A number of the actions proposed in the IFCS declaration aimed at phasing out the most toxic chemicals, promoting alternative pest management strategies, and improving safe storage (6) will likely have an effect on the number of self-poisoning cases (8,14). But why does the Forum not directly and openly address the problem of self-poisoning with a well designed strategy acknowledging that occupational exposure is a different phenomenon from intentional exposure?
A strategy aimed specifically towards preventing self-poisonings differ in emphasis from a strategy to reduce occupational poisoning. Since self-poisoning results in far more serious illness than occupational poisoning, the capacity for treatment at health facilities in resource poor countries must be improved (11,15). Provision and correct use of both effective antidotes in small rural health centers and ventilators in district hospitals, together with the development of evidence-based guidelines, will reduce the number of deaths that occur after presentation to hospital.
Pesticide poisoning prevention campaigns integrating social and mental health sectors with the agricultural sector may have effect, as well as broadening community awareness. Unlike the current situation, with for example the Rotterdam Convention (16), there is need for explicit inclusion of self-poisonings in risk assessments, with development of recommendations for restrictions of sales and marketing of particular formulations and concentrations (9,17,18).
If the strategies and policies outlined in the IFCS IV declaration are implemented, there is likely to be a reduction in the morbidity associated with occupational pesticide poisoning. However, to have an impact on cases of severe poisoning and excessive mortality, the issue of self-harm needs to be addressed directly. Clearly, the issues of self-harm are psychosocially, economically, culturally and politically complex and go beyond an issue of pesticides. However, ignoring the role of highly toxic pesticides in the homes of vulnerable agricultural households risks aggravating the problem (14).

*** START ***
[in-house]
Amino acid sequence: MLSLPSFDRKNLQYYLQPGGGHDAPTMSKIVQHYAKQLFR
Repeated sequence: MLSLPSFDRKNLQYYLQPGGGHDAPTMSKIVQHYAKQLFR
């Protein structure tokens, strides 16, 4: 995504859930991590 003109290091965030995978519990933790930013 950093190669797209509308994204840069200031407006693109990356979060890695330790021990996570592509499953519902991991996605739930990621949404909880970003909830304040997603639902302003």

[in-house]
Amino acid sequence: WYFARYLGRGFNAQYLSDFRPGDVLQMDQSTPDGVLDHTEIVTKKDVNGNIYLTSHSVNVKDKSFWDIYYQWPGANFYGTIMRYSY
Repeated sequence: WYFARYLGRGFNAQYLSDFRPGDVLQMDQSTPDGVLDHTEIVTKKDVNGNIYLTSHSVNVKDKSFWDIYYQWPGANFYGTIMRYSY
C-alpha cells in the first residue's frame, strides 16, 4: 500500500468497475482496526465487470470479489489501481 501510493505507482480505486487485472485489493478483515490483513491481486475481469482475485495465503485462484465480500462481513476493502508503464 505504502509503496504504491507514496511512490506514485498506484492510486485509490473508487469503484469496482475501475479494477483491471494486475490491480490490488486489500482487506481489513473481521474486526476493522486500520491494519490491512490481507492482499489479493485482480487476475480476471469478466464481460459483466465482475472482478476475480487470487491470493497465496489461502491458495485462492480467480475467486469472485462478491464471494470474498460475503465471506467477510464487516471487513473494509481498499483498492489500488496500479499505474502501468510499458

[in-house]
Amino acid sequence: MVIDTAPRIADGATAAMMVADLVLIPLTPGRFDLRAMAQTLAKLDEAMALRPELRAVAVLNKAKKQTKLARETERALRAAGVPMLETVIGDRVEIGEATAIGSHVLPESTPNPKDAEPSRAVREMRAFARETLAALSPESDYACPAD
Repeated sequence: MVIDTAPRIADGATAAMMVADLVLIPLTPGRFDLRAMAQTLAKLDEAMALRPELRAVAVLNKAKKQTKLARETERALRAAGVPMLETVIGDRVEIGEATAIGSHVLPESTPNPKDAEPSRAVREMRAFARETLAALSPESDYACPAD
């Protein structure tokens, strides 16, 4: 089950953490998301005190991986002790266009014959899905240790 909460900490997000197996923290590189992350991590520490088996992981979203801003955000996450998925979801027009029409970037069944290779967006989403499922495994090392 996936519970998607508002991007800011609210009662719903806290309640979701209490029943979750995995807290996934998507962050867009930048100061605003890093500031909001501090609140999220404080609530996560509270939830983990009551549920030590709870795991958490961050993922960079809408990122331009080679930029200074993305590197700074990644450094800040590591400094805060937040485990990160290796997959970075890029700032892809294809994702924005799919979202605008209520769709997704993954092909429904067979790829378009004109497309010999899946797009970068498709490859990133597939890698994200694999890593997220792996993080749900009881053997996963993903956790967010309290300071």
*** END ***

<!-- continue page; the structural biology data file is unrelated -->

We call upon the IFCS to recognize that globally most pesticide deaths occur following self-poisoning. Self-poisoning needs to be acknowledged as a major problem of chemical safety - one that affects pesticide-using communities in the developing world and one that can be reduced with concentrated effort (14). Perhaps greater involvement of the WHO and national Ministries of Health, rather than just Ministries of Agriculture or Environment, in drawing up treaties such as the Rotterdam Convention will improve understanding of these important health issues. Every year that passes with little action sees the death of hundreds of thousands of people from pesticide self-poisoning.
We thank John Haines and Nida Besbelli for critical review of the manuscript. ME is a Wellcome Trust Career Development Fellow, funded by grant GR063560MA.